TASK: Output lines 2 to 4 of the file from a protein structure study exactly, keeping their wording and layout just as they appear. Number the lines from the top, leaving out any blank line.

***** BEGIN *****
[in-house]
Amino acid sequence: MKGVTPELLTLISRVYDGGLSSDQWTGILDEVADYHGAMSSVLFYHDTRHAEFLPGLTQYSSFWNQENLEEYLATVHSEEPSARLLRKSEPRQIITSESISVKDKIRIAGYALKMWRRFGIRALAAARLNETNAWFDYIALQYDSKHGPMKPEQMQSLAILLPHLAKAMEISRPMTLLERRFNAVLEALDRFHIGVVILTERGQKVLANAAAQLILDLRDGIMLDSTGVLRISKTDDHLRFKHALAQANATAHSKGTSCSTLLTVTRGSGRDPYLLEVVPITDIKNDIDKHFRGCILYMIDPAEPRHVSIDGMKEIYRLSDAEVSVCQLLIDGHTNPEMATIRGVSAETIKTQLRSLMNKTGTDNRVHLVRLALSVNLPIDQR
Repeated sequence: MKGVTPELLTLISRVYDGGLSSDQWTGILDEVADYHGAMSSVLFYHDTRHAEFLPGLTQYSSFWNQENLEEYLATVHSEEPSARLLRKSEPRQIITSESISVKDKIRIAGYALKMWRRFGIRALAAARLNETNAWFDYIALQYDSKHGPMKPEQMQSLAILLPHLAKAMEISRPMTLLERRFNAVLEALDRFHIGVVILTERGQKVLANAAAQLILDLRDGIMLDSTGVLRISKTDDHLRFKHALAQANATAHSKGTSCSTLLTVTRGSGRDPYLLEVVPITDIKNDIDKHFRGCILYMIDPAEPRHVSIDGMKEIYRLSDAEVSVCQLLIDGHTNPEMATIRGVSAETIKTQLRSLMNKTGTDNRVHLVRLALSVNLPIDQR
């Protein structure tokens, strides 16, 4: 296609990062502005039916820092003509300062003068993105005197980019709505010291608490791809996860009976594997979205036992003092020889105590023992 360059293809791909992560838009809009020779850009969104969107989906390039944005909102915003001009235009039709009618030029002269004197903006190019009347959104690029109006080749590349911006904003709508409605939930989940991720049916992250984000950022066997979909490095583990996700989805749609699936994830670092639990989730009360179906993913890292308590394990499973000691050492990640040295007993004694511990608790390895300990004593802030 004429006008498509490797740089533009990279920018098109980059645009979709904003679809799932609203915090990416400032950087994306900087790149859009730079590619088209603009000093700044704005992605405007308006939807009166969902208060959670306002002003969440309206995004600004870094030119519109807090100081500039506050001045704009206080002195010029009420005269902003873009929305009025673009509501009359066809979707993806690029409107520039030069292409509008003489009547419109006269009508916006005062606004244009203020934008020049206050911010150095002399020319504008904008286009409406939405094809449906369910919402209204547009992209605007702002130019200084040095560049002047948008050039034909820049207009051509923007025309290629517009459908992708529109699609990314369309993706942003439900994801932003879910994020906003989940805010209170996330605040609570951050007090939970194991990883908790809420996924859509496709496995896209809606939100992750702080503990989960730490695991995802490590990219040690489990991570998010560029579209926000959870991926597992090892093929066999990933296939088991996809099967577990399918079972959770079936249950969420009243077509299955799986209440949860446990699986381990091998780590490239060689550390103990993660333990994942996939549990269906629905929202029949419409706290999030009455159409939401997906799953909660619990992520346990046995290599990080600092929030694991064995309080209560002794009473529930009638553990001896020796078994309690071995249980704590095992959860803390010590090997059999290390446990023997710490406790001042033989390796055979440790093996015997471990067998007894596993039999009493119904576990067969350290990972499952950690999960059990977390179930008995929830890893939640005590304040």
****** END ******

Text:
Amino acid sequence: MKGVTPELLTLISRVYDGGLSSDQWTGILDEVADYHGAMSSVLFYHDTRHAEFLPGLTQYSSFWNQENLEEYLATVHSEEPSARLLRKSEPRQIITSESISVKDKIRIAGYALKMWRRFGIRALAAARLNETNAWFDYIALQYDSKHGPMKPEQMQSLAILLPHLAKAMEISRPMTLLERRFNAVLEALDRFHIGVVILTERGQKVLANAAAQLILDLRDGIMLDSTGVLRISKTDDHLRFKHALAQANATAHSKGTSCSTLLTVTRGSGRDPYLLEVVPITDIKNDIDKHFRGCILYMIDPAEPRHVSIDGMKEIYRLSDAEVSVCQLLIDGHTNPEMATIRGVSAETIKTQLRSLMNKTGTDNRVHLVRLALSVNLPIDQR
Repeated sequence: MKGVTPELLTLISRVYDGGLSSDQWTGILDEVADYHGAMSSVLFYHDTRHAEFLPGLTQYSSFWNQENLEEYLATVHSEEPSARLLRKSEPRQIITSESISVKDKIRIAGYALKMWRRFGIRALAAARLNETNAWFDYIALQYDSKHGPMKPEQMQSLAILLPHLAKAMEISRPMTLLERRFNAVLEALDRFHIGVVILTERGQKVLANAAAQLILDLRDGIMLDSTGVLRISKTDDHLRFKHALAQANATAHSKGTSCSTLLTVTRGSGRDPYLLEVVPITDIKNDIDKHFRGCILYMIDPAEPRHVSIDGMKEIYRLSDAEVSVCQLLIDGHTNPEMATIRGVSAETIKTQLRSLMNKTGTDNRVHLVRLALSVNLPIDQR
């Protein structure tokens, strides 16, 4: 296609990062502005039916820092003509300062003068993105005197980019709505010291608490791809996860009976594997979205036992003092020889105590023992 360059293809791909992560838009809009020779850009969104969107989906390039944005909102915003001009235009039709009618030029002269004197903006190019009347959104690029109006080749590349911006904003709508409605939930989940991720049916992250984000950022066997979909490095583990996700989805749609699936994830670092639990989730009360179906993913890292308590394990499973000691050492990640040295007993004694511990608790390895300990004593802030 004429006008498509490797740089533009990279920018098109980059645009979709904003679809799932609203915090990416400032950087994306900087790149859009730079590619088209603009000093700044704005992605405007308006939807009166969902208060959670306002002003969440309206995004600004870094030119519109807090100081500039506050001045704009206080002195010029009420005269902003873009929305009025673009509501009359066809979707993806690029409107520039030069292409509008003489009547419109006269009508916006005062606004244009203020934008020049206050911010150095002399020319504008904008286009409406939405094809449906369910919402209204547009992209605007702002130019200084040095560049002047948008050039034909820049207009051509923007025309290629517009459908992708529109699609990314369309993706942003439900994801932003879910994020906003989940805010209170996330605040609570951050007090939970194991990883908790809420996924859509496709496995896209809606939100992750702080503990989960730490695991995802490590990219040690489990991570998010560029579209926000959870991926597992090892093929066999990933296939088991996809099967577990399918079972959770079936249950969420009243077509299955799986209440949860446990699986381990091998780590490239060689550390103990993660333990994942996939549990269906629905929202029949419409706290999030009455159409939401997906799953909660619990992520346990046995290599990080600092929030694991064995309080209560002794009473529930009638553990001896020796078994309690071995249980704590095992959860803390010590090997059999290390446990023997710490406790001042033989390796055979440790093996015997471990067998007894596993039999009493119904576990067969350290990972499952950690999960059990977390179930008995929830890893939640005590304040």